In the final article of the series Bradford based Family Law Solicitor , Harjit Rait, covers what you need to know about divorce proceedings for 5 Years Separation. In my previous article, I discussed the 5 different facts upon which a Divorce Petition can be issued, 5 Years Separation being the fifth potential fact. In […]
Many employers feel there is little they can do about poor performance in circumstances that the employee may not be doing it intentionally.
Harrogate based Employment Law Solicitor, James Austin, on what the Employment tribunals will be looking at when decided the difference between a employed worker and a self employed work.
The Employment Tribunal has to consider whether both the reason for disciplinary and dismissal and the procedure followed have been fair. It’s important therefore to follow the correct procedure.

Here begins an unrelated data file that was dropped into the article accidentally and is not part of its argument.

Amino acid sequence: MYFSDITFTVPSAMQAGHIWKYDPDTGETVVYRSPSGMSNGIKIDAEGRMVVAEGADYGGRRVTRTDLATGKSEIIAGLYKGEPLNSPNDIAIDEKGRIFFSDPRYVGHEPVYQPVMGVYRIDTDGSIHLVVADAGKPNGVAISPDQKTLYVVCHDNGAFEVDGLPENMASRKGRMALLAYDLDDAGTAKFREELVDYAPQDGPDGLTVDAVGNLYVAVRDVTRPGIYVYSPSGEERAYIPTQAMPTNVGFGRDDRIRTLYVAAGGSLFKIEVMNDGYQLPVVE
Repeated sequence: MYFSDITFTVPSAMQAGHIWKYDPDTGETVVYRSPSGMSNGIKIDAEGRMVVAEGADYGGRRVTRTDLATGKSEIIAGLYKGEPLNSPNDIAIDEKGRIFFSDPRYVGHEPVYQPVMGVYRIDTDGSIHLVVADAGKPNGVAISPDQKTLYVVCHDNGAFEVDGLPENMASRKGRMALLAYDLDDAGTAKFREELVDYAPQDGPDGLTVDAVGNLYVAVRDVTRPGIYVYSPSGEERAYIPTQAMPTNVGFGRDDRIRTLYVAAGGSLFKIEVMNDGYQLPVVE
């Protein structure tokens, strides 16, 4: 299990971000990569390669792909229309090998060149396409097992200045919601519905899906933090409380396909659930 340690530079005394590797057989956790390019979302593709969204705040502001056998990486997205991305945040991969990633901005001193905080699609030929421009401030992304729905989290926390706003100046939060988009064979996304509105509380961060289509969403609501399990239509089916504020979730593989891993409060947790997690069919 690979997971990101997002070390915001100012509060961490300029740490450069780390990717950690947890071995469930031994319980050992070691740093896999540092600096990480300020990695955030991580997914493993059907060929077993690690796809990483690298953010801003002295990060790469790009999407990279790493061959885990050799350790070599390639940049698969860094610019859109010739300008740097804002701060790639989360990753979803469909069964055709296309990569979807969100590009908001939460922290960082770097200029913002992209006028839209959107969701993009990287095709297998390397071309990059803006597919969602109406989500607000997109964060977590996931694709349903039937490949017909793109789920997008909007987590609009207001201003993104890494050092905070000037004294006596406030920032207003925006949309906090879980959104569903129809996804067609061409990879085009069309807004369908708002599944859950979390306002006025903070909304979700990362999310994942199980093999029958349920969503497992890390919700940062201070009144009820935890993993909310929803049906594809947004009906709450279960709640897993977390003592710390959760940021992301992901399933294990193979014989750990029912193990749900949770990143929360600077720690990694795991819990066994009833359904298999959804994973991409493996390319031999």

In this article, and slightly departing from our normal legal subjects, I am going to give you ten top tips to make your life easier:
What you should consider when preparing for a meeting your solicitor about your Will to make the meeting as efficient and productive as possible?
In my previous article, I discussed the 5 different facts upon which a Divorce Petition can be issued, Desertion being the fourth potential fact. However, this fact is very rarely used in practice given the difficulties that may arise in proving this particular fact
In order to progress a divorce on this ground, you will need to show that you have been living separate and apart from the Respondent for two years immediately preceding the issue of the divorce proceedings and, and this bit is crucial, the Respondent consents to a divorce on this ground.
In my previous article I discussed the 5 different facts upon which a Divorce Petition can be issued, Unreasonable Behavior being the second potential fact. In order to progress a divorce on the basis of unreasonable behaviour, the Petitioner (person starting the divorce proceedings) needs to show that “the Respondent has behaved in such a way that the Petitioner cannot reasonably be expected to live with the Respondent”.